The world’s plastic consumption is a problem. However, how to tackle it may have veered off track. Focusing on banning plastic straws has distracted from the real issues within the environmental plastic crisis. There’s still important work to be done and conversations to be had.
These days, plastic straws specifically are occupying the forefront of environmentally conscious minds, perhaps instigated by the viral video in which a plastic straw mutilated the face of a sea turtle. Plastic straws are also not recyclable and—more often than not—end up in our oceans.
In the last 10 years, corporations and state legislators in the United States have been cracking down on plastic straw usage. Starbucks recently announced plastic straws will be extinct in their stores nationwide by 2020. Disney parks are following suit and have committed to eliminating plastic straws by mid-2019. In Seattle, plastic straws and utensils were banned city-wide beginning this last summer in hopes to “decrease plastic waste and encourage conversation about environmental conservation,” according to The Seattle Times. In the same vein, California state legislators have also taken recent measures to significantly reduce plastic straw waste.
According to Eco-Cycle, 500 million plastic straws are used in the U.S. every day. However, 300 million metric tons of plastic were consumed worldwide in 2015. Straws make up a very small percentage of that amount. The bigger problems on our hands and in our oceans come from lesser-known sources.
The biggest plastic pollutant offender is fishing gear, which makes up 46 percent of the plastic in the “Great Pacific Garbage Patch.” Furthermore, 640,00 tons of fishing gear are abandoned in oceans each year, resulting in animal injuries, mutilations and premature deaths of whales, seals, turtles and sharks. Out of the estimated 8 billion metric tons of plastic in our oceans, only about .03 percent is made up of plastic straws.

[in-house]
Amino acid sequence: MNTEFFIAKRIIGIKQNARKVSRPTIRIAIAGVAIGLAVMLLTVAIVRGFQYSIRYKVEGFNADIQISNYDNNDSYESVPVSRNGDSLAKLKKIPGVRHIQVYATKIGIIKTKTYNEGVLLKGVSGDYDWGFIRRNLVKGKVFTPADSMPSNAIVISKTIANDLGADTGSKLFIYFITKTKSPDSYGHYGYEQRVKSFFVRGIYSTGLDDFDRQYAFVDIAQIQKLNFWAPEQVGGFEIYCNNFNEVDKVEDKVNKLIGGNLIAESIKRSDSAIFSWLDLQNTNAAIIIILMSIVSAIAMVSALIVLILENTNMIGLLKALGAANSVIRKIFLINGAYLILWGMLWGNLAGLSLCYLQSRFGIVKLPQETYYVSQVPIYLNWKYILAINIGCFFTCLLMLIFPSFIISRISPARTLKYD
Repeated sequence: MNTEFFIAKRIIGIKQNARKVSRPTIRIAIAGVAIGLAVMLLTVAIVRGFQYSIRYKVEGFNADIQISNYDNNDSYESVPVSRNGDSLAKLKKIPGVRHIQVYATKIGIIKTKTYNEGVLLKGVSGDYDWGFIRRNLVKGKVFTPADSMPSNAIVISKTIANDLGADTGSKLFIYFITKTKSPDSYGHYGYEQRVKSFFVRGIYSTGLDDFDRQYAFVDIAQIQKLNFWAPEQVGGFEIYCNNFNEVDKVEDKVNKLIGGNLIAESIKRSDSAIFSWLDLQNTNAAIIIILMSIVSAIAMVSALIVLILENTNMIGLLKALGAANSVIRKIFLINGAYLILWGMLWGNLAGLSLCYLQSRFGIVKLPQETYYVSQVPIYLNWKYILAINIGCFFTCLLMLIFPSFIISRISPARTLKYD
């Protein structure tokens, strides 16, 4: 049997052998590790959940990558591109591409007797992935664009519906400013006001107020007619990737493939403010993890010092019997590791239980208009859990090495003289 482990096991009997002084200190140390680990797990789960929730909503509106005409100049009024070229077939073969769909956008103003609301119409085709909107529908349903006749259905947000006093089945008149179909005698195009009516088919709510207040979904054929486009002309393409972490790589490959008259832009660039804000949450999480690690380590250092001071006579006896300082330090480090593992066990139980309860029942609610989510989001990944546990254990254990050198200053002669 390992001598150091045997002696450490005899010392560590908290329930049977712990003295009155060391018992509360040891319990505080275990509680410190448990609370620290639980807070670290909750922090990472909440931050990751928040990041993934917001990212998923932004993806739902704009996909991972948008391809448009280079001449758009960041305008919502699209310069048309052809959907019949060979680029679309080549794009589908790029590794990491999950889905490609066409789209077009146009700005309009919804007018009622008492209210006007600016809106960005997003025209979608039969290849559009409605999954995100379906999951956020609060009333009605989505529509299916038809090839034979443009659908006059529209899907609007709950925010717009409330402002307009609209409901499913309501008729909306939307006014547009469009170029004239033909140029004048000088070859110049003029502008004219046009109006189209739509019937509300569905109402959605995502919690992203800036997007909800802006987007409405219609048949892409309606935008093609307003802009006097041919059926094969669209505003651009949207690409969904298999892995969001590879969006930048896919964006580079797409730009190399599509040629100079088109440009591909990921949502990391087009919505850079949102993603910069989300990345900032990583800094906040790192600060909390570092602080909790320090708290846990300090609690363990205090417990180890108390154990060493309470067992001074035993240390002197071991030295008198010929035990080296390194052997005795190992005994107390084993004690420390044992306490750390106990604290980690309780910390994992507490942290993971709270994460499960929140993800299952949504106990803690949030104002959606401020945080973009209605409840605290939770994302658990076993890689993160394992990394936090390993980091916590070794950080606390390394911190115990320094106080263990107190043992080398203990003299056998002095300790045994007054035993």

For a one-time use object that is—in most cases—convenient to eliminate, it is no surprise that straws may be the gateway drug for recycling. “We look at straws as one of the gateway issues to help people start thinking about the global plastic pollution problem,” Dianna Cohen, CEO of the Plastic Pollution Coalition, told Business Insider. “They’ve been designed to be used for a very short amount of time, and then be tossed away.”
Straws may be starting conversations and bringing awareness to the plastic crisis worldwide, but other than distracting from bigger plastic pollutants, replacing plastic straws may not be able to solve the problem. For example, Starbucks’ straw replacement will be new, recyclable plastic lids. However, only nine percent of the world’s plastic is recycled anyway. There is no way to be sure these new plastic lids will not be disposed of in the same way plastic straws are carelessly thrown away.
This problem goes much deeper than what is recycled and what isn’t. In the U.S., one-half of exported recycling goes to China. But this is changing fast: China has implemented significant restrictions on foreign recycling and waste imports, including banning plastic. This means the small amount of plastic that is recycled has nowhere to go. Many states, including Oregon, have been left wondering what to do with their plastic. For now, much of what we recycle goes to landfills.
If the plastic epidemic has taught us anything at all, it is that we need to radically reform how we think about consumption in terms of the individual and the nation.
Environmental activism surrounding the elimination of plastic cannot end with straws. Giving up straws is a convenient sacrifice for the right reasons, but that act alone is not enough. We have bigger problems we, and our oceans, cannot afford to ignore.